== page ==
Hyatt hurts

Earlier this year, National Catholic Reporter called Hyatt Hotels “the worst hotel employer in the industry.”

Allegations about working conditions at Hyatt sound as if the profit  now takes priority even over the health of workers. Maids are required to clean up to 30 rooms in a single day, with many reporting detrimental health effects.  Cathy Youngblood reports that she “could smell the injustice” on her first day of employment and now has “a diminished quality of life.” Long-term regular employees making $12 to $14 an hour have been laid off and replaced with minimum wage temporary workers, impacting families and the community.

In Chicago, local groups led by teachers are protesting a $5.2 millionTIF (Tax Increment Financing) the city is awarding to a local Hyatt, while school local budgets are being cut by $3.3 million, and 27 teachers are being laid off.

These grievances are the at the heart of calls for a nationwide boycott of the hotel chain, with thousands of individuals, groups and companies already taking the pledge to not do business with Hyatt until it cleans up its act.

Chicago protests over the use of TIF funds at the same time the city is cutting back essential services is aimed at Hyatt heiress and CEO Penny Pritzker in particular. Ms. Pritzker was a major financial backer for President Obama’s 2008 election campaign, and many with deep pockets look to her for leadership on whether to continue supporting the President during his reelection bid. Accusations include conflict of interest, since the Hyatt chain stands to gain, and Ms. Pritzker sits on the unelected school board getting the financial cuts. To its credit, the Obama administration has not attempted  to counter the criticism directed at Pritzker. Some speculate that other backers are taking the Obama administration’s lack of action as a reason or excuse to withhold further backing.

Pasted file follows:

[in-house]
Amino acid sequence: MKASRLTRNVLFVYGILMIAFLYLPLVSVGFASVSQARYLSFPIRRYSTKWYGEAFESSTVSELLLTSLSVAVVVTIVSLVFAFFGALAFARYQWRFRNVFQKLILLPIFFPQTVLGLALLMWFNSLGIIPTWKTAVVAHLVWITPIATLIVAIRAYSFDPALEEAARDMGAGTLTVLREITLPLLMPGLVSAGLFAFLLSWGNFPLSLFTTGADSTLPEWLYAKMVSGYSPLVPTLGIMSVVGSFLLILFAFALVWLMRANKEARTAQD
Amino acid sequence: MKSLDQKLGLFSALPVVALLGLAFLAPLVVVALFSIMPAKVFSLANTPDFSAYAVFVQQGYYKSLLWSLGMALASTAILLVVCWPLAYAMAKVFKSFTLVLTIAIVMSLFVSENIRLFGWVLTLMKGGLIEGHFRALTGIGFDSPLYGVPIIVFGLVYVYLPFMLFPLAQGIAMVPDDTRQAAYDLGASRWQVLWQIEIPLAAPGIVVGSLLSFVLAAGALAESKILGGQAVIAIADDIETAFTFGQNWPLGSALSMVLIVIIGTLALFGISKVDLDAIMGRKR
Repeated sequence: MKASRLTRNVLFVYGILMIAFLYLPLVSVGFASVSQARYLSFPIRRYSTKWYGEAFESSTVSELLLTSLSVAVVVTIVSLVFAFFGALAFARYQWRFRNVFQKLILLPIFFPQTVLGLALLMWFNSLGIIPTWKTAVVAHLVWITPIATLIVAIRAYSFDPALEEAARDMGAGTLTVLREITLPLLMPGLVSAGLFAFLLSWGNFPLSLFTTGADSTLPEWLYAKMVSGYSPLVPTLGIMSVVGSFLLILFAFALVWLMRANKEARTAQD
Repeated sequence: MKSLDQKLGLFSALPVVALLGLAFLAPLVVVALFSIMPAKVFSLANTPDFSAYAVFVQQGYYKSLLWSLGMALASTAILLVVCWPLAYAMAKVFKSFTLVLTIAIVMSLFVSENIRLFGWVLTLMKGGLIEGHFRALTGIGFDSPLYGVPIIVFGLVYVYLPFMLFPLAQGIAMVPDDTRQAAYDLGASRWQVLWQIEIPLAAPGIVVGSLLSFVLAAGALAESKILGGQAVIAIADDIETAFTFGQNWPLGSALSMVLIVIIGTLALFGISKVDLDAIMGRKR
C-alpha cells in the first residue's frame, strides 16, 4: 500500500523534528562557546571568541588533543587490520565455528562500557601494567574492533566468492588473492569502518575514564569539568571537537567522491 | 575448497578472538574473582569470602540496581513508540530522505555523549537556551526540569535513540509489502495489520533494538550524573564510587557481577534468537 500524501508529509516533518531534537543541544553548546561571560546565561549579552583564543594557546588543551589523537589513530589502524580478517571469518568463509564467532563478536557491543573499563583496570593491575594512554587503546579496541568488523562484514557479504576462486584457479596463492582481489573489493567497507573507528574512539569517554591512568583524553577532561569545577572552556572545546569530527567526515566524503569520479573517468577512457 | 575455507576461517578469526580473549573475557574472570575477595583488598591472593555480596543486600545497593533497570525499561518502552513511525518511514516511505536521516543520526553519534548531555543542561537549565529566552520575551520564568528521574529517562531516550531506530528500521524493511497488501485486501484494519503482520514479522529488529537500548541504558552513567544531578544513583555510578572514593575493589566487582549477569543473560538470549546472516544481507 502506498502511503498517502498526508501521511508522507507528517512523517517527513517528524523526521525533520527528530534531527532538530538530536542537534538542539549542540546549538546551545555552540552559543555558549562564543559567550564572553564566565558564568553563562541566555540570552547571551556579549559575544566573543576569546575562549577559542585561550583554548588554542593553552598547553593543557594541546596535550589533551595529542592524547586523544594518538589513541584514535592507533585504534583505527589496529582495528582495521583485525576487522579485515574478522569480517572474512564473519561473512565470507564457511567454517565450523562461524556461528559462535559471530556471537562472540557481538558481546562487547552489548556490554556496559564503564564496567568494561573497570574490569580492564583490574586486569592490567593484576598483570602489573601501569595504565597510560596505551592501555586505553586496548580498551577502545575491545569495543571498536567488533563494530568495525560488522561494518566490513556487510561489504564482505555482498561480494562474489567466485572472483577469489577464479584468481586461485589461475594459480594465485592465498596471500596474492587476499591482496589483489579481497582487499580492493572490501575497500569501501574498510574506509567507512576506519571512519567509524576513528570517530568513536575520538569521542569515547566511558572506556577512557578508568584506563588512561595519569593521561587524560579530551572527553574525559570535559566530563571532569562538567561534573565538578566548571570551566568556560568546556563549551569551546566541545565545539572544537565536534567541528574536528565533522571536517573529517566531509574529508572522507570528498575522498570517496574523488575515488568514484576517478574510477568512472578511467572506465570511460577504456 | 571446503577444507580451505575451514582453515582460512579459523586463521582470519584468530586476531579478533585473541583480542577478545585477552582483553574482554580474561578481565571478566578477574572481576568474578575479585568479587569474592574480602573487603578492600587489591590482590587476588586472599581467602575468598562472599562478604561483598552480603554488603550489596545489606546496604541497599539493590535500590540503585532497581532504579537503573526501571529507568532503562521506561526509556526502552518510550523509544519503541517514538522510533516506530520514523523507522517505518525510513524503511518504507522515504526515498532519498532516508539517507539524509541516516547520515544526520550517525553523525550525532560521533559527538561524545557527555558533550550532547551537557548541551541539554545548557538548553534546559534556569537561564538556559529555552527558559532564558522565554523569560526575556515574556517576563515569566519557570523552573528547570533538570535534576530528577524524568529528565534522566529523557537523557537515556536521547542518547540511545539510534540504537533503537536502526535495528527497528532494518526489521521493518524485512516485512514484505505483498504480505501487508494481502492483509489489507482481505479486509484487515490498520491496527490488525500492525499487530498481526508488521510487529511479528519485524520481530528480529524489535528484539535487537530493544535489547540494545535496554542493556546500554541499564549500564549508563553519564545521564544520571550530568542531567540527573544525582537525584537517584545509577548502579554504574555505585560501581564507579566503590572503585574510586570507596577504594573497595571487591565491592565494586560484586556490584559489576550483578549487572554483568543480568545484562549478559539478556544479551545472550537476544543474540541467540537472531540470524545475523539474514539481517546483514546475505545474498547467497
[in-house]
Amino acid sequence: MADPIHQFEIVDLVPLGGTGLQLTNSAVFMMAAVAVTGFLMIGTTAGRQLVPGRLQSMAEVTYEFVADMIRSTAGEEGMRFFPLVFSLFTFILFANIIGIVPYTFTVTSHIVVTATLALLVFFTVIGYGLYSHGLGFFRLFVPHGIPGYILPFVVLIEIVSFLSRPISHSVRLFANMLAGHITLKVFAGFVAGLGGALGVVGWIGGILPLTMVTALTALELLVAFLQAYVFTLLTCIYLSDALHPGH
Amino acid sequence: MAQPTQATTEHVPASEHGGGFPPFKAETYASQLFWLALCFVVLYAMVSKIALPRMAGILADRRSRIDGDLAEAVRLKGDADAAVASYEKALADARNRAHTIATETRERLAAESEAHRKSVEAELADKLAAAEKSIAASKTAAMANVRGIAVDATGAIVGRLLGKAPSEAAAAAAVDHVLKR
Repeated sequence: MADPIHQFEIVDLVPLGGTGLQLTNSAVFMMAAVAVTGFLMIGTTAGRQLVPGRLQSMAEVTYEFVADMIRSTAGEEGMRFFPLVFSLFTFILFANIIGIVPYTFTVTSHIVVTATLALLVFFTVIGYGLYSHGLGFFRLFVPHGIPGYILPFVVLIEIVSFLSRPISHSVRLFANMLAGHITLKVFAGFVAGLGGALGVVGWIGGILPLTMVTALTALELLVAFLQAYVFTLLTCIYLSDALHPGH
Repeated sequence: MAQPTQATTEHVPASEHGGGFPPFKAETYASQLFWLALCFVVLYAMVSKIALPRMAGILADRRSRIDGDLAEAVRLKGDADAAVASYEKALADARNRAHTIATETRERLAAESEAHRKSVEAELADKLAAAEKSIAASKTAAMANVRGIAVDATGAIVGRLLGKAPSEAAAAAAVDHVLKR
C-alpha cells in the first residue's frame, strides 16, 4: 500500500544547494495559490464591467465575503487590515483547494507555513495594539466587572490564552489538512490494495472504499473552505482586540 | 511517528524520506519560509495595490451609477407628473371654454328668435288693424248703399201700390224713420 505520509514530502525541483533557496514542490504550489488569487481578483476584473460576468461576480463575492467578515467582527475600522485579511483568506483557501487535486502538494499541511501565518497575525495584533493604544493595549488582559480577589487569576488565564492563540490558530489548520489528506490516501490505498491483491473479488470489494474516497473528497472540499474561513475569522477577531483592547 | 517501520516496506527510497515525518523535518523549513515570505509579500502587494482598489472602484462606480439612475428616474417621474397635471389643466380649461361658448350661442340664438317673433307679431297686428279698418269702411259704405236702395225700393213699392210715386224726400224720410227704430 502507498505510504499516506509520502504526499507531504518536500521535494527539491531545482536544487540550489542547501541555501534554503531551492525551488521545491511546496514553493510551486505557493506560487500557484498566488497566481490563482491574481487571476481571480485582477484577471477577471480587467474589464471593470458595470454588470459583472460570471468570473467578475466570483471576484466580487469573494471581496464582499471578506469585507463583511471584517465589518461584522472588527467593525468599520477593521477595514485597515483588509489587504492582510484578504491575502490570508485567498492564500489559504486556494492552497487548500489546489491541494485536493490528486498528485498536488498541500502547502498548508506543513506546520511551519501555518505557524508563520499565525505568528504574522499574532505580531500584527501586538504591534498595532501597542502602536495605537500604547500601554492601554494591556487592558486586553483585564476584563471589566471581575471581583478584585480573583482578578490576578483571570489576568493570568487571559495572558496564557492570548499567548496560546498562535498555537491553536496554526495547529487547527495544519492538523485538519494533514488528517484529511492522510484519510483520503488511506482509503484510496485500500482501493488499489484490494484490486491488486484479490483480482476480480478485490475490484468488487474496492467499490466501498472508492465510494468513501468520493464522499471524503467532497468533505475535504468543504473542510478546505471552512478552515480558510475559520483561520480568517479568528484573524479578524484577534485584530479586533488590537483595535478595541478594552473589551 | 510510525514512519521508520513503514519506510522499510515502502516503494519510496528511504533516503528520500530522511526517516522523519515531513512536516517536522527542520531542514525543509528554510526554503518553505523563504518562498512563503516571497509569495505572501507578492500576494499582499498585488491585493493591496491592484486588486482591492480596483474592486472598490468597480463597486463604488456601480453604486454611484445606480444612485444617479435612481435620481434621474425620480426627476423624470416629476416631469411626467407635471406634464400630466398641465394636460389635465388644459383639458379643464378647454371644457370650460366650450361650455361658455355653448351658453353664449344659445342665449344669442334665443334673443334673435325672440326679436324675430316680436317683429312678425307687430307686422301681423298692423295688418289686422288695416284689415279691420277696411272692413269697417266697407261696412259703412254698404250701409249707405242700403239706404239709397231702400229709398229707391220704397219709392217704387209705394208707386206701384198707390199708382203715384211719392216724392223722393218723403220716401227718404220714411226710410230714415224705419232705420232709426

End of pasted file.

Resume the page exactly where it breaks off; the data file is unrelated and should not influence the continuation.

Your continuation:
Religious groups have stated that Hyatt has a moral obligation to correct its policies and treat their employees properly. A flash Mass was held at Hyatt hotels around the country to draw attention to the plight of employees. Clete Kiley, a Catholic priest of the Chicago Archdiocese stated, “Hyatt now faces a stark moral challenge. Will it continue to put profits before human dignity, or meet its responsibility to be an ethical corporation?”

Unite Here! Local 1 of Chicago has been central in organizing the boycott and is receiving support from some major hitters. The NFL players association has agreed to honor the boycott, as has the AFL-CIO, the National Organization of Women (NOW) and the National Gay and Lesbian Task Force. Beside direct protests at local Hyatts, there is also a petition effort to name the company worst employer. Those wishing to sign the petition can find it here.

Pushback and defense of Ms. Pritzker and Hyatt has focused either on denying any benefit from company policies, denying there is anything wrong and blaming others. When confronted about financial gains fro, TIFs, corporate spokesmen responded that the TIF goes to a local franchisee and the company directly.

While that may be true, it would seem that when local franchises prosper, so does the franchise organization as a whole. The company accuses Unite Here! Of using the controversy as a recruiting tool, and that there is no truth to accusations of employee mistreatment. In light of the evidence available, these defenses seem disingenuous at best.

Further information on the Hyatt boycott, what you can do and testimonials from employees can be found at Hyatt Hurts.